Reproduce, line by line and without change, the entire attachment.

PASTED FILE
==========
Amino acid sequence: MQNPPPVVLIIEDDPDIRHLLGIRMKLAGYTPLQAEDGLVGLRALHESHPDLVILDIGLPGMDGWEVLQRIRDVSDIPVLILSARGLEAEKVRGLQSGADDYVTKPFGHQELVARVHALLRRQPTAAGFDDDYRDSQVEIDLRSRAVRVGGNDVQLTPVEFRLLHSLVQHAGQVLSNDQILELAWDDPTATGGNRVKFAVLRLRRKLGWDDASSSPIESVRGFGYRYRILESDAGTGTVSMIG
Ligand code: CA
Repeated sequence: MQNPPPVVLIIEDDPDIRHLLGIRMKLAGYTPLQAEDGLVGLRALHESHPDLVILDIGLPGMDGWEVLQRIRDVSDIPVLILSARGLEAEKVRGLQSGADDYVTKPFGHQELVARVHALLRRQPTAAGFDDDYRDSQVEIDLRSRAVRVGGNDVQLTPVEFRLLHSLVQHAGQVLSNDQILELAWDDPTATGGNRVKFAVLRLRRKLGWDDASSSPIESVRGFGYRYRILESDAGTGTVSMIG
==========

Amino acid sequence: MQNPPPVVLIIEDDPDIRHLLGIRMKLAGYTPLQAEDGLVGLRALHESHPDLVILDIGLPGMDGWEVLQRIRDVSDIPVLILSARGLEAEKVRGLQSGADDYVTKPFGHQELVARVHALLRRQPTAAGFDDDYRDSQVEIDLRSRAVRVGGNDVQLTPVEFRLLHSLVQHAGQVLSNDQILELAWDDPTATGGNRVKFAVLRLRRKLGWDDASSSPIESVRGFGYRYRILESDAGTGTVSMIG
Ligand code: CA
Repeated sequence: MQNPPPVVLIIEDDPDIRHLLGIRMKLAGYTPLQAEDGLVGLRALHESHPDLVILDIGLPGMDGWEVLQRIRDVSDIPVLILSARGLEAEKVRGLQSGADDYVTKPFGHQELVARVHALLRRQPTAAGFDDDYRDSQVEIDLRSRAVRVGGNDVQLTPVEFRLLHSLVQHAGQVLSNDQILELAWDDPTATGGNRVKFAVLRLRRKLGWDDASSSPIESVRGFGYRYRILESDAGTGTVSMIG